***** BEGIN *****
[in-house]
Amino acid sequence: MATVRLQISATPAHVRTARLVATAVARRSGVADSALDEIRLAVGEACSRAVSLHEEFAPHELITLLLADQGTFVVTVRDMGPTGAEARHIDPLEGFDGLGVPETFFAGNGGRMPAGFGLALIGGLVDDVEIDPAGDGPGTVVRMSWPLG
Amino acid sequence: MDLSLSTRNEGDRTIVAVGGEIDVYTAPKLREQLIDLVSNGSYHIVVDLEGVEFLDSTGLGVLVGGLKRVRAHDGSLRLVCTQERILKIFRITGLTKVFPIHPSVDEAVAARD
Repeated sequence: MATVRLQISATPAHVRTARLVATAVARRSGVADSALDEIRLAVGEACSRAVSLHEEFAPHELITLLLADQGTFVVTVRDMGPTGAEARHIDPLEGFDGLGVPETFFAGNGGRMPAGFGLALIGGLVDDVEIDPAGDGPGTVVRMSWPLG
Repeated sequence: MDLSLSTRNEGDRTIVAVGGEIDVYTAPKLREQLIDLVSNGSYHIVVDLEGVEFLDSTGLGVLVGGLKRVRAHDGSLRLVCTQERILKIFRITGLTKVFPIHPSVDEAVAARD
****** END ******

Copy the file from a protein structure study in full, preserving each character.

[in-house]
Amino acid sequence: MATVRLQISATPAHVRTARLVATAVARRSGVADSALDEIRLAVGEACSRAVSLHEEFAPHELITLLLADQGTFVVTVRDMGPTGAEARHIDPLEGFDGLGVPETFFAGNGGRMPAGFGLALIGGLVDDVEIDPAGDGPGTVVRMSWPLG
Amino acid sequence: MDLSLSTRNEGDRTIVAVGGEIDVYTAPKLREQLIDLVSNGSYHIVVDLEGVEFLDSTGLGVLVGGLKRVRAHDGSLRLVCTQERILKIFRITGLTKVFPIHPSVDEAVAARD
Repeated sequence: MATVRLQISATPAHVRTARLVATAVARRSGVADSALDEIRLAVGEACSRAVSLHEEFAPHELITLLLADQGTFVVTVRDMGPTGAEARHIDPLEGFDGLGVPETFFAGNGGRMPAGFGLALIGGLVDDVEIDPAGDGPGTVVRMSWPLG
Repeated sequence: MDLSLSTRNEGDRTIVAVGGEIDVYTAPKLREQLIDLVSNGSYHIVVDLEGVEFLDSTGLGVLVGGLKRVRAHDGSLRLVCTQERILKIFRITGLTKVFPIHPSVDEAVAARD